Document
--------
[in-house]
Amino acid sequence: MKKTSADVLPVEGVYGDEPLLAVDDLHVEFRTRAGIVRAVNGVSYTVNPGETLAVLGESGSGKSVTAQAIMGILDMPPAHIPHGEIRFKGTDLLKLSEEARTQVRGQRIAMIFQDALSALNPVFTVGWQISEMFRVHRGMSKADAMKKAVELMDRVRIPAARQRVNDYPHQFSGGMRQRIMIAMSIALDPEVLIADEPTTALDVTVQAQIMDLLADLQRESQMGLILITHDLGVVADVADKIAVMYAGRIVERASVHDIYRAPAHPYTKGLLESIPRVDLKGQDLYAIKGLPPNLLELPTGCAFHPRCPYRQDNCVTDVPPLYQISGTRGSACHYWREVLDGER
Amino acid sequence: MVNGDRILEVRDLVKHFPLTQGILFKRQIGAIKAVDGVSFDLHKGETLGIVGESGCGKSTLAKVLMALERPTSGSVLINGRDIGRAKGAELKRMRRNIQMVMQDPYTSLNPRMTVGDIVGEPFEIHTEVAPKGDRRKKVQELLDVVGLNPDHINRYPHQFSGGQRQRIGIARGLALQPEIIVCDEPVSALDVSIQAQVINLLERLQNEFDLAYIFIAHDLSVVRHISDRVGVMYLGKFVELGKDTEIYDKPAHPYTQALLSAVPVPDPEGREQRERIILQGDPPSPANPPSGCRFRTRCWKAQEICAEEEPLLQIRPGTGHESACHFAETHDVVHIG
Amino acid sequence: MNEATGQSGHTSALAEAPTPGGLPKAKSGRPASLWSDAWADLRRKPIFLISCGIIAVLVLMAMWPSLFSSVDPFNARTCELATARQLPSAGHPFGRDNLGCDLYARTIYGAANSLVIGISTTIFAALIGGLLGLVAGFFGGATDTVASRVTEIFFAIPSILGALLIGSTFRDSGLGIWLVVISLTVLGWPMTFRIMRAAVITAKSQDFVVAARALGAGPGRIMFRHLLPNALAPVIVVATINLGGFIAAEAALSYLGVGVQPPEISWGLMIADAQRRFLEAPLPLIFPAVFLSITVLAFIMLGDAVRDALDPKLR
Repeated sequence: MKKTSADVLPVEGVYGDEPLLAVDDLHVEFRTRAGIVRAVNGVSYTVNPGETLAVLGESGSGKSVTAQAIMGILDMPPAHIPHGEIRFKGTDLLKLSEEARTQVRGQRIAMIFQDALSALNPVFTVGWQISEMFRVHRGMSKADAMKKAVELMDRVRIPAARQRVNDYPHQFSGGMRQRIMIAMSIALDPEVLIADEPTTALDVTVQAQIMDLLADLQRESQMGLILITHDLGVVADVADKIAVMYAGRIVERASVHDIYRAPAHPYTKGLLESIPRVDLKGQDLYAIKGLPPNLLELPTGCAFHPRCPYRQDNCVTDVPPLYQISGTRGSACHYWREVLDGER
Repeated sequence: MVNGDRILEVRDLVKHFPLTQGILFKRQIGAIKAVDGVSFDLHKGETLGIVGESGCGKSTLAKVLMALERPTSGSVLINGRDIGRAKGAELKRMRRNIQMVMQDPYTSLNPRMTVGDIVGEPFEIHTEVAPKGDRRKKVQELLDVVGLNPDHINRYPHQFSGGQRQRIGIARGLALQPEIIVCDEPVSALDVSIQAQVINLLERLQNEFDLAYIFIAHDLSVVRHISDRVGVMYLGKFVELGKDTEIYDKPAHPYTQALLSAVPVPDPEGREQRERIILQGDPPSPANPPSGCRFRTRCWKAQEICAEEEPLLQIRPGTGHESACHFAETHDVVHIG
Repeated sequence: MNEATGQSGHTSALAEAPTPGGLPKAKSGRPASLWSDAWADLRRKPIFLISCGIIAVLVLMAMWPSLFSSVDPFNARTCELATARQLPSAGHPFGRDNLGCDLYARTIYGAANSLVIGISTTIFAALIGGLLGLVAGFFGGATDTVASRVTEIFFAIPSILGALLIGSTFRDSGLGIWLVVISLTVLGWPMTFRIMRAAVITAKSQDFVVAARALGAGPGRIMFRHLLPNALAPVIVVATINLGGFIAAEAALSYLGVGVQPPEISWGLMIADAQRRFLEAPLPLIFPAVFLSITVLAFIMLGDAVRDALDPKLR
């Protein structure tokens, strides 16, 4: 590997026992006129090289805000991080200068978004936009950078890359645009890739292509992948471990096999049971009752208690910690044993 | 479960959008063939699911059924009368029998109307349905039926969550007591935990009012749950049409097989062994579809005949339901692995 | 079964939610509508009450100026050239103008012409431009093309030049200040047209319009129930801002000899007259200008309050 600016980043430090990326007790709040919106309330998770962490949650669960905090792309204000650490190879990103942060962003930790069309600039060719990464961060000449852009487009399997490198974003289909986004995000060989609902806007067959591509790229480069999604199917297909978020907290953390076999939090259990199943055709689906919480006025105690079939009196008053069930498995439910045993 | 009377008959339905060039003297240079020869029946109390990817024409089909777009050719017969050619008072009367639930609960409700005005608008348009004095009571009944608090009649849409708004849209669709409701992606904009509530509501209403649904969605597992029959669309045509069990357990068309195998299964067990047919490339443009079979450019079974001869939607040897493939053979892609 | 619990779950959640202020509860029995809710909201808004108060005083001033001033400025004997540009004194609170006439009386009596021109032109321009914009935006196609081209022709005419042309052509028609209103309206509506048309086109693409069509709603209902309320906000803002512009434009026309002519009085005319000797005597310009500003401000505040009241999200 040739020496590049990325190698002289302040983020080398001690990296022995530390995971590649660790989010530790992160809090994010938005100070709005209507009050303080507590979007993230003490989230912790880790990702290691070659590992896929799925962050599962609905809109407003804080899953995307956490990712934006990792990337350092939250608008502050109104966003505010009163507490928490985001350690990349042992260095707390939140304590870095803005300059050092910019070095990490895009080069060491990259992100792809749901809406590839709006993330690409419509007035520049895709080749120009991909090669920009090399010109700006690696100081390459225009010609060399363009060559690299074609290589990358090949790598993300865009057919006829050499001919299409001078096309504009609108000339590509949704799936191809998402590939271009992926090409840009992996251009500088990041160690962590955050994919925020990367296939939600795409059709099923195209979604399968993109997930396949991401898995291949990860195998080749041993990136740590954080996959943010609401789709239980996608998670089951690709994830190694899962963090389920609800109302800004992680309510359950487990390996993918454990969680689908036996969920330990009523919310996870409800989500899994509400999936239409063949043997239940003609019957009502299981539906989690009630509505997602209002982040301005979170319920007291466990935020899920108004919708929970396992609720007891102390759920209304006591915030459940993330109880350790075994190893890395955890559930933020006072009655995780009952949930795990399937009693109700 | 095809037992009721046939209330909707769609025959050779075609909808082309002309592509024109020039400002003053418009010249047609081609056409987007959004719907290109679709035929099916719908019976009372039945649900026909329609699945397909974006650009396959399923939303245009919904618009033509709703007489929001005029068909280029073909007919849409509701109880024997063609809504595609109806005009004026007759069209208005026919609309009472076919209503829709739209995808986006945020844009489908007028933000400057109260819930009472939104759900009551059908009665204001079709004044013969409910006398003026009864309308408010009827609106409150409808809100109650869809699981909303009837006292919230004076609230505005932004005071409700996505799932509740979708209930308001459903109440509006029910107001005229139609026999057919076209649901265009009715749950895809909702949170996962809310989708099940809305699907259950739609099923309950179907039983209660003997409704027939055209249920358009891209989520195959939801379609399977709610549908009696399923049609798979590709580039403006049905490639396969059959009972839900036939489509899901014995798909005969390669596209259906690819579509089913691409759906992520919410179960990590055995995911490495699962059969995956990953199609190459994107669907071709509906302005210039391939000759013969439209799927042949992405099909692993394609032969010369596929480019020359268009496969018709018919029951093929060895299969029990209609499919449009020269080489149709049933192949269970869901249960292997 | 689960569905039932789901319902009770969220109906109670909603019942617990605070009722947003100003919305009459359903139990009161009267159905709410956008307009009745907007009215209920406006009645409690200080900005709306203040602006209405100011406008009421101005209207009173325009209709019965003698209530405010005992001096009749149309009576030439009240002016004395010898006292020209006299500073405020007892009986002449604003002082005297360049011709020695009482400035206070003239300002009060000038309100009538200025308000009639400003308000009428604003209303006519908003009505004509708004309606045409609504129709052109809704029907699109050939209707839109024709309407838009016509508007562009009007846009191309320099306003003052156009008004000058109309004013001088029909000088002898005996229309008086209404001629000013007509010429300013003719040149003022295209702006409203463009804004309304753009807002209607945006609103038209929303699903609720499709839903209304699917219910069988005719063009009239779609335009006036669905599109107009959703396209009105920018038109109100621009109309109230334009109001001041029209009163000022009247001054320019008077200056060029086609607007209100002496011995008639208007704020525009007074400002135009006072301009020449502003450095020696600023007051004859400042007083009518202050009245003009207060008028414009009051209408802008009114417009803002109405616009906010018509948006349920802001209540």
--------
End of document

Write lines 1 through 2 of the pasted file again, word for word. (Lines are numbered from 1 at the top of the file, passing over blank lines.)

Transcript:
[in-house]
Amino acid sequence: MKKTSADVLPVEGVYGDEPLLAVDDLHVEFRTRAGIVRAVNGVSYTVNPGETLAVLGESGSGKSVTAQAIMGILDMPPAHIPHGEIRFKGTDLLKLSEEARTQVRGQRIAMIFQDALSALNPVFTVGWQISEMFRVHRGMSKADAMKKAVELMDRVRIPAARQRVNDYPHQFSGGMRQRIMIAMSIALDPEVLIADEPTTALDVTVQAQIMDLLADLQRESQMGLILITHDLGVVADVADKIAVMYAGRIVERASVHDIYRAPAHPYTKGLLESIPRVDLKGQDLYAIKGLPPNLLELPTGCAFHPRCPYRQDNCVTDVPPLYQISGTRGSACHYWREVLDGER